Monday, April 18, 2011

Training Matters: Difference between Success and Failure

In 2008, a fishing boat named the Alaska Ranger sunk in the Bering Sea. Its sinking touched off the most extraordinary rescue mission in the history of the US Coast Guard. In her new book, Deadliest Sea, author Kalee Thompson describes the circumstances that caused the accident and the heroic efforts of the Coast Guard to save the crew.
One of her findings was that many aspects of the tragedy could have been prevented had the captain and crew gone through proper training. One note Thompson cites is that though boat crews are required to conduct monthly safety meetings, these usually involved watching a video or talking through what they might do in case of accident. They never actually performed any safety drills.
Also, the boat had safety vests for the crew, but for the sake of convenience, they were stored away in a tough-to-reach part of the ship. Once the Alaska Ranger started sinking, the crew nabbed the vests only just in time. Even then, they were of limited use because crew members hadn’t practiced putting them on and almost none of them fit properly. No one had ever bothered to check. And though the ship was equipped with all the proper technology (GPS, Emergency beacons, etc.), no one knew how to use it. As Thompson says, “the technology is pretty good. The thing that’s lacking is the training to use it well. “ Thompson’s point? A little bit of foresight and training would have gone a long way to avert a terrible situation.  

Though the glass industry has its hazards, the safety risks aren’t quite as drastic as in commercial fishing (the deadliest industry in the United States, according to safety experts). But be sure, the moment of truth is coming at some point to your business. Imagine these scenarios:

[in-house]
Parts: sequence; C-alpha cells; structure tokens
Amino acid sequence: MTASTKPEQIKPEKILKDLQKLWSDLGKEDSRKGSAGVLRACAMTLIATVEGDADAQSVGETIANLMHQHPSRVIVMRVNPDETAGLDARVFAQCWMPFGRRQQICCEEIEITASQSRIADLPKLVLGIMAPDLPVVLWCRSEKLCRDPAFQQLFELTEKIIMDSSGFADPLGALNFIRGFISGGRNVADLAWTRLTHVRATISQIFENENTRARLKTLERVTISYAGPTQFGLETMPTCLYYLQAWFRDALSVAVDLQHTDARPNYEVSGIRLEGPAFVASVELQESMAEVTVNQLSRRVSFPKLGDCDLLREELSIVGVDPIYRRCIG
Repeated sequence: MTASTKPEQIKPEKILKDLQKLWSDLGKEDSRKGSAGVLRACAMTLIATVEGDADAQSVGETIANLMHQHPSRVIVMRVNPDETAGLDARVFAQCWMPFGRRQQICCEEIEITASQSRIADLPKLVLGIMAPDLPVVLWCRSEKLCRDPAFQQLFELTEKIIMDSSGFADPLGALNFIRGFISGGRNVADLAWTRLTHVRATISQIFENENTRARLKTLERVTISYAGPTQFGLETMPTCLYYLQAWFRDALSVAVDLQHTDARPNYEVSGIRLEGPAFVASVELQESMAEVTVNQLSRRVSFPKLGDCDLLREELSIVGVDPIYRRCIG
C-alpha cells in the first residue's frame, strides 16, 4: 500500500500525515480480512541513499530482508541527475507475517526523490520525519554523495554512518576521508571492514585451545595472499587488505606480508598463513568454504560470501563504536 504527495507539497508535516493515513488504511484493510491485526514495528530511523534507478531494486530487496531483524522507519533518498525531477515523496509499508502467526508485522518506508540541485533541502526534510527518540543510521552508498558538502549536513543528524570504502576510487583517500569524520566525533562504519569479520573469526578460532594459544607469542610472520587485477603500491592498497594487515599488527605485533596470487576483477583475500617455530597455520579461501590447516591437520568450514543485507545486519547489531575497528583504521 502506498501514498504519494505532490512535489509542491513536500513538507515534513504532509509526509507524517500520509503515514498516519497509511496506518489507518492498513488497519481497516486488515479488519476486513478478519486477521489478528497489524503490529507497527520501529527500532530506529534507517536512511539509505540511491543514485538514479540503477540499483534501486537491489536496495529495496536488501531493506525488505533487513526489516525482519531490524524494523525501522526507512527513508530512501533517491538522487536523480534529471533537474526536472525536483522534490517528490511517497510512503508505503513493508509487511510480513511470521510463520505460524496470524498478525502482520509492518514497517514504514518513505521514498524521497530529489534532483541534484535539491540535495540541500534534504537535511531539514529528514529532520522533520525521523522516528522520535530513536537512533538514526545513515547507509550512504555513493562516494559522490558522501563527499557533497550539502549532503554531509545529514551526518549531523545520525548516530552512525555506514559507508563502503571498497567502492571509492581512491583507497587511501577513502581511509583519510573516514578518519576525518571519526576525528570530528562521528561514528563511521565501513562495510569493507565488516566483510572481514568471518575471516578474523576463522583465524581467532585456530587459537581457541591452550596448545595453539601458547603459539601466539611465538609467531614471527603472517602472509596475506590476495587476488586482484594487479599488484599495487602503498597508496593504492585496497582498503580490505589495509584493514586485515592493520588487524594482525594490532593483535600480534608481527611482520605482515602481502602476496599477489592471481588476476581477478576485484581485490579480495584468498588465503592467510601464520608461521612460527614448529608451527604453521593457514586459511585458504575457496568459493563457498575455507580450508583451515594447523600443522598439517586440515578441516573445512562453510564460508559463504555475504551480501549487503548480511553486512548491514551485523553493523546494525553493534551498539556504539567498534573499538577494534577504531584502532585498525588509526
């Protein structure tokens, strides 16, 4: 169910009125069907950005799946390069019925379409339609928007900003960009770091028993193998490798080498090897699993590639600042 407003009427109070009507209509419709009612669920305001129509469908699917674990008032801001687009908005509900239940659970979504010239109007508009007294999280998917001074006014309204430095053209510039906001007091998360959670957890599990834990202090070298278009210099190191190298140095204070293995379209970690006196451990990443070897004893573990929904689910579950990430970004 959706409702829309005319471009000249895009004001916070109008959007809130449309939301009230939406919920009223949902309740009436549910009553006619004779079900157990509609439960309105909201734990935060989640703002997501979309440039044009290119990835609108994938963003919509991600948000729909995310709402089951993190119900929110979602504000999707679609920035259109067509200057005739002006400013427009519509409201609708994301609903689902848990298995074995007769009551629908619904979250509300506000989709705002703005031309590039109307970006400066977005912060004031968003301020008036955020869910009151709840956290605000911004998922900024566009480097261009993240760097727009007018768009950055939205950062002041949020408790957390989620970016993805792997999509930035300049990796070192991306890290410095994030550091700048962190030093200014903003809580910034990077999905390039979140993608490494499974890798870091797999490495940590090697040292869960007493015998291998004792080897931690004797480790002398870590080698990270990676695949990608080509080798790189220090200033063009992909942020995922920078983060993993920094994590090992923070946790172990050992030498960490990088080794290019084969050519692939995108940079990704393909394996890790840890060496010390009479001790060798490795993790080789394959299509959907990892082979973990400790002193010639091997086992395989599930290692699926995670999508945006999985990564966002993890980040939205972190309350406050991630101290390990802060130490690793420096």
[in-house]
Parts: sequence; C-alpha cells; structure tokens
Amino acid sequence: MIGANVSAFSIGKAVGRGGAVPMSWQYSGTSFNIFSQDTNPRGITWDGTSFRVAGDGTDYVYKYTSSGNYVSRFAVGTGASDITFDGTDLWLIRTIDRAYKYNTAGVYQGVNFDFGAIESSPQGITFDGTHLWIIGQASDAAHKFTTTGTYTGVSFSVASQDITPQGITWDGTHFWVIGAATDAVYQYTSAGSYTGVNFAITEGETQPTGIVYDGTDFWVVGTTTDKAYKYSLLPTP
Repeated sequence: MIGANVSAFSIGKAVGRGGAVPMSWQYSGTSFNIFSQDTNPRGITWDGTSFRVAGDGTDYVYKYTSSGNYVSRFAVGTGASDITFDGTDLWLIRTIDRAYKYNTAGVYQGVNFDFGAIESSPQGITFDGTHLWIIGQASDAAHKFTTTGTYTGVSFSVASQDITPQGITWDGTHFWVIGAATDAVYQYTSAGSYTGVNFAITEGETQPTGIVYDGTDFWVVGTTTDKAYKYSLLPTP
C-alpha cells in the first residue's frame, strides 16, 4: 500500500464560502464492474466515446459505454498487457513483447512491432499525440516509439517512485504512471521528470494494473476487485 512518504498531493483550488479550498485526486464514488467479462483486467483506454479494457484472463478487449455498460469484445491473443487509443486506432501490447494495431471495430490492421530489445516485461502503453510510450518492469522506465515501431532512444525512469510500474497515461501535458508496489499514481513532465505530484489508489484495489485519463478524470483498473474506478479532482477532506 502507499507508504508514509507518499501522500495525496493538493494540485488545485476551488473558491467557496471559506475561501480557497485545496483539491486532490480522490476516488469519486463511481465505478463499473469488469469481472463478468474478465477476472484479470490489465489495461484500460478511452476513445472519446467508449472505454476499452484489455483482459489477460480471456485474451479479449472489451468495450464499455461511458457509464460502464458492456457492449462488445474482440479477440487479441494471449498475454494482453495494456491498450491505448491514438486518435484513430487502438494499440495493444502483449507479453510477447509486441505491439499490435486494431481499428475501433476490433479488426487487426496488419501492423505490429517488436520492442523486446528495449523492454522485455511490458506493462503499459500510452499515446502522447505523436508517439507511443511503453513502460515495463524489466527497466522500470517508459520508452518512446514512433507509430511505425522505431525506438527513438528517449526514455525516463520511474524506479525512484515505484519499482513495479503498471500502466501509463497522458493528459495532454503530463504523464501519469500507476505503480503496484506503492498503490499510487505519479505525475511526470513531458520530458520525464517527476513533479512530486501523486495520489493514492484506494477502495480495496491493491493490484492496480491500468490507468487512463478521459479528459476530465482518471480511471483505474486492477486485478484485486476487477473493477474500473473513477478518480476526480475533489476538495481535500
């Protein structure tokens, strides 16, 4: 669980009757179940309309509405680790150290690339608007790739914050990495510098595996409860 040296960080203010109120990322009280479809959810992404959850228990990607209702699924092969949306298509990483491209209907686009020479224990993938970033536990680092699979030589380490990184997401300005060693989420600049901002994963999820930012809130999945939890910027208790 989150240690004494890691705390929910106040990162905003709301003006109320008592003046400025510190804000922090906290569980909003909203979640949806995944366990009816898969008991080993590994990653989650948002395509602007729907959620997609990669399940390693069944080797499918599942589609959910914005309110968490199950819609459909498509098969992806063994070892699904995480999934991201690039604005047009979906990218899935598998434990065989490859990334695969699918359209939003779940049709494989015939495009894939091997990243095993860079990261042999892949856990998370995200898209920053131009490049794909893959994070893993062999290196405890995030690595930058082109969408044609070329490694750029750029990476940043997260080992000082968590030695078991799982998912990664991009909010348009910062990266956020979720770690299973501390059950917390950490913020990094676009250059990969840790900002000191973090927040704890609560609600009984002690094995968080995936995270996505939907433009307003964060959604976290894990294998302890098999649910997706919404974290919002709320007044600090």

• A new project gets announced in your market. You’d love to get the job. It would mean the difference between hitting your yearly goals or laying off staff. But it calls for material and techniques you’ve never used before. With no one qualified to do the work, you have to pass it up and it goes to your biggest competitor.
  • Your most important customer calls you and tells you there’s a problem with the job you just finished for him. When you check it out, you discover that a new, untrained worker completely botched the installation and it will have to be re-done. All your profit is out the window as you eat the cost to correct his mistakes.
  • A key employee mishandles a lite of glass and is severely injured. He hadn’t been properly trained in handling glass and now, not only are you on the hook for a workman’s comp claim, you’re down a worker with important project deadlines approaching.
Training matters. On a fishing boat, it can mean the difference between life and death; for your business, it can mean the difference between success and failure. The NGA and WDDA can help through,, educational webinars, and other resources. Don’t wait for a life-altering event. Make the investment now.

Matt Rumbaugh
Senior Manager, Education and Training

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